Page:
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Day and night

Photo by: Christine Walsh

There is no such thing as a slow time at Seven Saints. We visited at 2 p.m. on a record-breaking cold day, and there was still a respectable crowd in the downtown Champaign restaurant.

Located at 32 E. Chester St., Seven Saints isn’t just a bar for nightlife.

General Manager Anne Clark came from Miami to Illinois for graduate school. She served and bartended during her college and grad school years and has been working at Seven Saints almost 10 years; the business opened in May 2007. In May 2012 she was promoted from her role as assistant manager when the previous general manager moved out of town.

“While Seven Saints has delicious food that is consistent and appealing, a lot of the foundation of what makes Seven Saints distinctive is we always create an environment where people feel welcomed and comfortable,” Clark said. “It takes a commitment from everybody here.”

Staffers are trained with a set of core values known as the Saintly Sentiments. Those values include timeliness of food service and being helpful, taking pride in work and having the humility to be able to ask for help, communicating well with the team, maintaining table quality so that guests can enjoy their experience, having a staff knowledgeable about the items available and having passion for the place. “Great values don’t necessarily all relate directly to food,” Clark said. “It’s not just being friendly and kind, but being helpful and also having a sense of urgency and paying attention to detail. It’s not just being proud to be a part of Seven Saints but extends beyond these four walls. It’s something that not everybody gets the opportunity to do.”

One of the menu items Seven Saints is most known for is its cheese curds. The cheese comes fresh every week from the Ropp Jersey Dairy in Normal. “They’re hand-battered to order,” Clark said. “It’s a distinctive batter and larger than most cheese curds.”

Seven Saints is also known for its variety of sliders, ranging from the spicier and more exotic to milder ones like the California turkey slider with avocado and pesto. Clark said the salads are also popular because they’re substantial enough for a meal. The most popular one is probably the summer salmon salad featuring a homemade honey-poblano salsa vinaigrette, she added.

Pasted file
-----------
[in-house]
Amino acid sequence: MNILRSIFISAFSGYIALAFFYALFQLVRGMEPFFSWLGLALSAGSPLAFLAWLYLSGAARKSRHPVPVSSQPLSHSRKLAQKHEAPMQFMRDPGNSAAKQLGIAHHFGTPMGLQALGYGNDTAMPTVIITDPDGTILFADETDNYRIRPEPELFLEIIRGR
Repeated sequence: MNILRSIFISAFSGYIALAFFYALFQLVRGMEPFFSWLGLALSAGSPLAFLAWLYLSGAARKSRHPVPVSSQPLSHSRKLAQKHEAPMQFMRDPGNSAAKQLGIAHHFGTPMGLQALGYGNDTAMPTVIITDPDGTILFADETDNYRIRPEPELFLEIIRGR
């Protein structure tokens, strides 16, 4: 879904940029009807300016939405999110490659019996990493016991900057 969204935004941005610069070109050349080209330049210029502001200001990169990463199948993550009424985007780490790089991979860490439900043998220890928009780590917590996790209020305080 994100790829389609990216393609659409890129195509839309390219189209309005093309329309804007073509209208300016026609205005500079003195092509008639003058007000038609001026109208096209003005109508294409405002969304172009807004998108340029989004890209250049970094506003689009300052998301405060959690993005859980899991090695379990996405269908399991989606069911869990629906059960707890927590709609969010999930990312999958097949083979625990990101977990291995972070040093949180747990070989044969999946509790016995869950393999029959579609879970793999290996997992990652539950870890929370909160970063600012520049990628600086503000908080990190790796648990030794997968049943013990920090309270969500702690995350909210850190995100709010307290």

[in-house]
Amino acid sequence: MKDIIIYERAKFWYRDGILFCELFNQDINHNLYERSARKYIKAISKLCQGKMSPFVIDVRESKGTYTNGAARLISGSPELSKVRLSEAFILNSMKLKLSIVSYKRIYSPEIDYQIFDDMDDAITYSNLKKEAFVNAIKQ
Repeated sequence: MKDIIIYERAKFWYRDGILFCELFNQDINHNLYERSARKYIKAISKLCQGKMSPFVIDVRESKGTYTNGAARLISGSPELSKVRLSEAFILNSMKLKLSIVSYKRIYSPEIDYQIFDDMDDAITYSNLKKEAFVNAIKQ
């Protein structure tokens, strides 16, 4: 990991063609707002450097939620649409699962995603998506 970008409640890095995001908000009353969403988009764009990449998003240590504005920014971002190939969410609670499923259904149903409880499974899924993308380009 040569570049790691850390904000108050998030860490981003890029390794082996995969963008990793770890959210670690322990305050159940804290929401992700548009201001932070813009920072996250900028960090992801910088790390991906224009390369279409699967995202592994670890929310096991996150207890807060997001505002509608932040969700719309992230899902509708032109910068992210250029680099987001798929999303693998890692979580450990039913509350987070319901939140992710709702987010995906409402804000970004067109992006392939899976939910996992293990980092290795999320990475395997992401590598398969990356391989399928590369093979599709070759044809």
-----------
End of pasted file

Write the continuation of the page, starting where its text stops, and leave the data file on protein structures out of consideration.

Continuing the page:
A popular lunch option is the Triple “S” Combo Platter that combines a slider with a half salad and side order, a slider and half salad with a cup of soup or a slider with a side order and a cup of soup. Carryout is available. “The food is what everybody immediately loves,” Clark said. “The food is prepared with care.”

Buffet-style platter options are available for in-house private events.

The cocktail list is not limited to what’s printed on the menu but can include whatever the bartenders can “creatively explore,” she added. “We choose breweries that show that same care in their product,” Clark said.

The same goes for the spirits Seven Saints serves. “These concepts and values take shape in a lot of what we serve,” Clark said.

Whether guests are at Seven Saints for a weekday business lunch or a Saturday night, the staff aims for “the experience to fit what they need at the time,” Clark said. “The menu and the service can be malleable.”

Some customers have met on a first date and then come back years later to propose at the same table. Some have marked more somber occasions, going there to celebrate the life of a regular who passed away. One customer who was undergoing treatment for cancer had lost her appetite but still enjoyed one of the soups and the camaraderie there. “So much of her journey was being able to find a comfortable place,” Clark said. “It meant so much to her.”

Seven Saints used to consist of only two rooms but has now been extended to include an annex space next door that can be rented for private gatherings and a beer garden that’s open in warmer weather. The extra real estate has allowed Seven Saints to host live music performances. And now they are hosting free open mic storytelling nights with Do Not Submit on the fourth Tuesday of every month, during which people from all walks of life come together to share personal stories.

There’s a vertical garden on pallets where herbs are grown for cocktails. And now hops are being grown outside as well for a decorative effect.

Seasonal dishes are developed for occasions like Mardi Gras and Lent. And most dishes can be customized to meet customers’ dietary restrictions.

The building’s high ceilings give it a cathedral-like look. Archways are thematic throughout the building. The Gothic cathedral-style chandeliers get the most attention from customers, according to Clark. “It’s kind of a church-like feel,” she said, noting that that’s where the name Seven Saints originated. “It has the warm colors.” While much of the restaurant’s lighting has been replaced with LED lights, incandescent lighting was preserved with some of the accent lighting to keep the warm atmosphere. Lights are dimmed as the evening wears on, and the bartenders adjust the music to fit the feel of the room, Clark explained.

Seven Saints is open from 11 a.m. to midnight Sunday and Monday and from 11 a.m. to 2 a.m. Tuesday through Saturday, with the kitchen open until 10 p.m. Sunday and Monday, 11 p.m. Tuesday through Thursday and 1 a.m. Friday and Saturday. The website is sevensaintsbar.com.

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